History of Gardens

History of Beaumont Botanical Gardens

On April 12, 1951, the Beaumont Council of Garden Clubs, consisting of garden clubs, plant societies, and nature-oriented organizations was formed, with the goal of obtaining and sustaining a public garden center.  The Christmas Home Tour, initiated in 1964, was a major annual fundraiser.  In 1968 the City of Beaumont set aside 10 acres of land in Tyrrell Park for the Beaumont Council of Garden Clubs to develop.  The original Beaumont Garden Center Building was constructed using bricks from the Southern Pacific Railroad Passenger Station and was dedicated on August 20, 1971.

 

A master plan for the gardens was designed and adopted in 1972.  Identification and labeling of the trees, vines and shrubs was begun.  In 1977, the first section of the “Friendship Walk,” a concrete path through the garden area, was poured.  The Fragrance Garden for the Handicapped was dedicated in 1978.  The “Garden Room,” public rest rooms and a storage area were added to the main Garden Center building in 1980.  In May 1986, a Spring Tour of Private Gardens was held as another annual fundraiser.

 

                  "Friendship Walk" 

A number of garden projects were accomplished in ensuing years, consisting of several theme gardens.  The pineapple, a traditional Southern symbol of welcoming and hospitality, was adopted as our logo.  Several pineapples in the gardens welcome our guests.  In 1996, the name “Beaumont Botanical Gardens” was adopted as a title for the gardens. 

 Bromeliad Garden

The 10,000-square-foot Conservatory was dedicated to Warren Loose on September 7, 1997.  In 1999, the City of Beaumont set aside additional land for the gardens, growing them to 23.5 acres.  The Binks Horticultural Center was dedicated Feb. 14, 2000 in honor of Bert & Jack Binks.

 

A fountain and Star Plaza was completed in June 2000 in memory of Marydell Scott, a forty-year Council member.  The bowl of the fountain is from the front of a railroad tank car.  This large piece is a reminder of the extensive petro-chemical industry in the area.

 

The Bob D. Whitman Propagation House was dedicated in 2001 in honor of Bob Whitman, who dedicated many volunteer hours to the gardens and served as the first Executive Director.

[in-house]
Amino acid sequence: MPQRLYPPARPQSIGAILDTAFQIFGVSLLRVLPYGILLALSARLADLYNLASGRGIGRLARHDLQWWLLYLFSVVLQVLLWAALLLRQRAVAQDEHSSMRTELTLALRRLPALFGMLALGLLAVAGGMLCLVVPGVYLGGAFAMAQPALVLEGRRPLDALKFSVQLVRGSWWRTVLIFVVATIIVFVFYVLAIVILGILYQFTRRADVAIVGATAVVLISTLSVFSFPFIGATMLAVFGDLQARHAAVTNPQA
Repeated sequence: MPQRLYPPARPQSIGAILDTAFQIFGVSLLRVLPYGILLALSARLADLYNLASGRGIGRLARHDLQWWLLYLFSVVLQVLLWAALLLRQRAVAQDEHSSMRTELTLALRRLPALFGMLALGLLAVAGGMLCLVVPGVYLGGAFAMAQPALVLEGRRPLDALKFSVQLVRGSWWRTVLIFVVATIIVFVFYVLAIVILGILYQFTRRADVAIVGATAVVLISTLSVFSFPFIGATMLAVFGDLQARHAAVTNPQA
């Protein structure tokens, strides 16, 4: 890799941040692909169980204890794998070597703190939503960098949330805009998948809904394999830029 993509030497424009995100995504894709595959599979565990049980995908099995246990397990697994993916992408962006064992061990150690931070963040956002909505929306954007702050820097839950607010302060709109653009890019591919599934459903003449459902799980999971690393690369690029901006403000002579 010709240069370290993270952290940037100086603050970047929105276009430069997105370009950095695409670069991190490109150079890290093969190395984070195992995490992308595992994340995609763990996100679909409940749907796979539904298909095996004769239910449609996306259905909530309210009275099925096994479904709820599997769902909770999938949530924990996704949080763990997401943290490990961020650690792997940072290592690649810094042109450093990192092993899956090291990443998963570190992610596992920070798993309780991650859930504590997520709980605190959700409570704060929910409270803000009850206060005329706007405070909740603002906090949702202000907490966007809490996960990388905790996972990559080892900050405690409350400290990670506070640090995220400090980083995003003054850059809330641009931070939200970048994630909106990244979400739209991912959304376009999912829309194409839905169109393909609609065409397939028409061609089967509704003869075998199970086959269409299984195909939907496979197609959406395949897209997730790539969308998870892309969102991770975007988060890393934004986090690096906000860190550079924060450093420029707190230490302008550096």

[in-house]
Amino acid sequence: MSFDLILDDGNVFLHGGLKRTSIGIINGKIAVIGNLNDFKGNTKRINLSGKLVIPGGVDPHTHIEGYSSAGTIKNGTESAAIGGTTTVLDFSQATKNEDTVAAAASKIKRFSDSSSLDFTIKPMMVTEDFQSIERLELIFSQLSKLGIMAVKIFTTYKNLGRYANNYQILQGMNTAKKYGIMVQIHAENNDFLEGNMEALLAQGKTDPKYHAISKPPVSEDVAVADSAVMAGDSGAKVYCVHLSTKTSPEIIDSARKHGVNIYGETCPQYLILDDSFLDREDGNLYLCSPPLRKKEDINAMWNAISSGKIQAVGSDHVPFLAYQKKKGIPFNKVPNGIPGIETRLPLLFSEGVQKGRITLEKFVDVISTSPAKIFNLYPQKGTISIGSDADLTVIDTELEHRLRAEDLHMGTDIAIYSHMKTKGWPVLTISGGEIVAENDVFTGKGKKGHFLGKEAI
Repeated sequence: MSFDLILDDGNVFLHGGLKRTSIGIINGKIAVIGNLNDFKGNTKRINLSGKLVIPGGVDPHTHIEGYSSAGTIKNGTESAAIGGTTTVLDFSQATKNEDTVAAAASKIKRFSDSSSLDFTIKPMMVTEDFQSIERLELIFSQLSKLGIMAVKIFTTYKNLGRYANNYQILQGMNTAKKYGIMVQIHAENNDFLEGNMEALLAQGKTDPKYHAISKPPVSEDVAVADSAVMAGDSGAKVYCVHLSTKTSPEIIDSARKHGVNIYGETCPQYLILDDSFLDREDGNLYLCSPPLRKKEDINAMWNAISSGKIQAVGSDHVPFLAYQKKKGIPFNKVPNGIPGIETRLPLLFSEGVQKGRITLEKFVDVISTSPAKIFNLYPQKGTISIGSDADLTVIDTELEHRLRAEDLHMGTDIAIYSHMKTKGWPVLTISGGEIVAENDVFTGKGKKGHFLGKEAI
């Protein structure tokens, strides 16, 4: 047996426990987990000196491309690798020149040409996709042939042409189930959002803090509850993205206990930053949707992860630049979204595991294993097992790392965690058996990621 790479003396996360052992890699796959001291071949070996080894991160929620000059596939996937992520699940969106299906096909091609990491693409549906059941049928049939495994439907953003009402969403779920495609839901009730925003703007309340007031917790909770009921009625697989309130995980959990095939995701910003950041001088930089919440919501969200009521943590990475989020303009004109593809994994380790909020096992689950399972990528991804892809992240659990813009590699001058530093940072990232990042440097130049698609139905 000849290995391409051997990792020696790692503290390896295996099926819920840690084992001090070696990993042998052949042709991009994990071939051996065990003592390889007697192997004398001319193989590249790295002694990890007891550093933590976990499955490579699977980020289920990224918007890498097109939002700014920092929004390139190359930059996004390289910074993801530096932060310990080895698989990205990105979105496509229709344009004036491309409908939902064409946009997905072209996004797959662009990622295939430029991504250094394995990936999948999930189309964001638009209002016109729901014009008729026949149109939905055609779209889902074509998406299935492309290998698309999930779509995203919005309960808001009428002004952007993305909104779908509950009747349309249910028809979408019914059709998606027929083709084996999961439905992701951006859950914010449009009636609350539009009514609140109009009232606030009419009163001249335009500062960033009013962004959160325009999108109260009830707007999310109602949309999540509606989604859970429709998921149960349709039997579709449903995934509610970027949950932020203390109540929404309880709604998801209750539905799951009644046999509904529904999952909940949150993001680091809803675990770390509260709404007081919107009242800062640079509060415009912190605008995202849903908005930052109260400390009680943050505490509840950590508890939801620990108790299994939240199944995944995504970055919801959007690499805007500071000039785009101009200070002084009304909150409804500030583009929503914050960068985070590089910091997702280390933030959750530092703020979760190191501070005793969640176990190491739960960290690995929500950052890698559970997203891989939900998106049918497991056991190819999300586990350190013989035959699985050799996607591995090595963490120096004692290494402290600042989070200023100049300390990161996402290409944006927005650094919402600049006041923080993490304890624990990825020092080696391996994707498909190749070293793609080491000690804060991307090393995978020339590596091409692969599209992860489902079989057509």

On June 22, 2002, the 9-11 Memorial Garden was dedicated, 9 months and 11 days after the terrorist attacks of September 11, 2001.

 

September 24, 2005, Hurricane Rita paid us a visit and left behind unbelievable destruction!  The Warren Loose Conservatory lost all of its Lexan panels, with some structural damage.  All of the Koi in the Conservatory pond died because filters and pumps lost power.  77 trees went down and many others had major damage.  A person could not walk from the front to the back of the gardens without climbing over twisted piles of trees and limbs.  Sidewalks were broken by the uprooted trees.  Then the heavy equipment necessary to clear the debris broke up even more sidewalks.   Many plants were lost due to heat and no water available.  One dedicated member came to the rescue of his display of orchids.  He hauled the orchids to the main building for shade, and brought in water for them every day until utilities were restored.  Next began the healing and rebuilding of the gardens. 

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Just as the memory of Rita began to fade, Hurricane Ike blew in with another blast in 2008.  Once again all the Conservatory Lexan panels flew across the countryside.  This time there was generator power for the fish pond pumps.  Though not quite as destructive as Rita, Ike did manage another mighty blow to the plants.  Our garden was spared the massive flooding from Ike’s storm surge.    

 

With so much destruction in three short years, it was going to take a major effort to bring these gardens back to a place of peaceful beauty.  However, Nature heals and gardens grow.  It has taken lots of help from Mother Nature, our gardeners, and friends.  Through the overwhelming generosity of two members, many only-dreamed-of improvements have been accomplished in the years since the hurricanes.  Our Garden Center Building has been completely remodeled with a large addition.  The small pond in the back was enlarged and a massive rock waterfall installed.  Drainage was improved, the sprinkler system upgraded, and a storage/equipment barn built with equipment included.  A large rose arbor was completed in 2013.  This upgraded our Antique Rose Garden to include climbing roses, fragrant roses, and some of the original antique roses.

                         

 Through fundraisers and donations from generous individuals, organizations, and businesses, the Beaumont Council of Garden Clubs developed and currently maintains the area.  As you stroll through the gardens you will note that many features are in memory of people who have contributed to the gardens.  Their generosity makes this gift to our area and to visitors from near and far possible.  This is the oldest public garden in Southeast Texas.  We hope you enjoy your visit, return often, and bring your family and friends.

 A magical ray of sunshine greets beautiful rose blossoms in the modern rose garden